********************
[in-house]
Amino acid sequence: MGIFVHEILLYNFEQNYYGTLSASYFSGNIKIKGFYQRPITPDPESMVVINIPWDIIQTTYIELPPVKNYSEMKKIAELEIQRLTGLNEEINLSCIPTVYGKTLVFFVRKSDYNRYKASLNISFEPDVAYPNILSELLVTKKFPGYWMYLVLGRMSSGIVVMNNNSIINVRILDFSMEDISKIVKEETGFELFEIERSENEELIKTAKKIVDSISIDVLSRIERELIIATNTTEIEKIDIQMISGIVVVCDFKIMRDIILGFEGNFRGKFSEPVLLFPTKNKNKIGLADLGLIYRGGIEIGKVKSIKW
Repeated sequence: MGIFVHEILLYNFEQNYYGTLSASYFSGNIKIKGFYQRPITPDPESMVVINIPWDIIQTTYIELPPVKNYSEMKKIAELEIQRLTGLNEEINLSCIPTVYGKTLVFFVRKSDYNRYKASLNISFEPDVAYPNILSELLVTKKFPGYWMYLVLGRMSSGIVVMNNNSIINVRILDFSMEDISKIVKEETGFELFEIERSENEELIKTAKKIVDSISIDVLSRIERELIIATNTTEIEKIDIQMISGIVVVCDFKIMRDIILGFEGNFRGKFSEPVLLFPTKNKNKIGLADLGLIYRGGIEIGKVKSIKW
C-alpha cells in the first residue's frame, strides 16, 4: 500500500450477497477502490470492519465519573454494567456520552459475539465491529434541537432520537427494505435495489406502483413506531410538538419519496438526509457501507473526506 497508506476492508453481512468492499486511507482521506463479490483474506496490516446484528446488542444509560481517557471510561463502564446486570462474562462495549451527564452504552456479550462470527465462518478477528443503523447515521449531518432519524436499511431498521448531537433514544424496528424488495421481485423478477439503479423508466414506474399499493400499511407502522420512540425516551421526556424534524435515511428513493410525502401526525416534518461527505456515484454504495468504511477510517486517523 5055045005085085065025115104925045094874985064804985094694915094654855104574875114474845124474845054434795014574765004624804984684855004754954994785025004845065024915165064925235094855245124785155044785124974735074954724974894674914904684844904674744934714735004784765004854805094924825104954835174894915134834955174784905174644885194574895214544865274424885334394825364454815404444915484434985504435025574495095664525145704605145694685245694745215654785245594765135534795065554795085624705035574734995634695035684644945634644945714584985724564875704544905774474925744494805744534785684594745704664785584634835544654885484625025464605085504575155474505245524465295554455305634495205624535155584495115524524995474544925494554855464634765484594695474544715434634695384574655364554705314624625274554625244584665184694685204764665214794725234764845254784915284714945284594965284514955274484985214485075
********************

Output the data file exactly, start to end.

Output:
[in-house]
Amino acid sequence: MGIFVHEILLYNFEQNYYGTLSASYFSGNIKIKGFYQRPITPDPESMVVINIPWDIIQTTYIELPPVKNYSEMKKIAELEIQRLTGLNEEINLSCIPTVYGKTLVFFVRKSDYNRYKASLNISFEPDVAYPNILSELLVTKKFPGYWMYLVLGRMSSGIVVMNNNSIINVRILDFSMEDISKIVKEETGFELFEIERSENEELIKTAKKIVDSISIDVLSRIERELIIATNTTEIEKIDIQMISGIVVVCDFKIMRDIILGFEGNFRGKFSEPVLLFPTKNKNKIGLADLGLIYRGGIEIGKVKSIKW
Repeated sequence: MGIFVHEILLYNFEQNYYGTLSASYFSGNIKIKGFYQRPITPDPESMVVINIPWDIIQTTYIELPPVKNYSEMKKIAELEIQRLTGLNEEINLSCIPTVYGKTLVFFVRKSDYNRYKASLNISFEPDVAYPNILSELLVTKKFPGYWMYLVLGRMSSGIVVMNNNSIINVRILDFSMEDISKIVKEETGFELFEIERSENEELIKTAKKIVDSISIDVLSRIERELIIATNTTEIEKIDIQMISGIVVVCDFKIMRDIILGFEGNFRGKFSEPVLLFPTKNKNKIGLADLGLIYRGGIEIGKVKSIKW
C-alpha cells in the first residue's frame, strides 16, 4: 500500500450477497477502490470492519465519573454494567456520552459475539465491529434541537432520537427494505435495489406502483413506531410538538419519496438526509457501507473526506 497508506476492508453481512468492499486511507482521506463479490483474506496490516446484528446488542444509560481517557471510561463502564446486570462474562462495549451527564452504552456479550462470527465462518478477528443503523447515521449531518432519524436499511431498521448531537433514544424496528424488495421481485423478477439503479423508466414506474399499493400499511407502522420512540425516551421526556424534524435515511428513493410525502401526525416534518461527505456515484454504495468504511477510517486517523 5055045005085085065025115104925045094874985064804985094694915094654855104574875114474845124474845054434795014574765004624804984684855004754954994785025004845065024915165064925235094855245124785155044785124974735074954724974894674914904684844904674744934714735004784765004854805094924825104954835174894915134834955174784905174644885194574895214544865274424885334394825364454815404444915484434985504435025574495095664525145704605145694685245694745215654785245594765135534795065554795085624705035574734995634695035684644945634644945714584985724564875704544905774474925744494805744534785684594745704664785584634835544654885484625025464605085504575155474505245524465295554455305634495205624535155584495115524524995474544925494554855464634765484594695474544715434634695384574655364554705314624625274554625244584665184694685204764665214794725234764845254784915284714945284594965284514955274484985214485075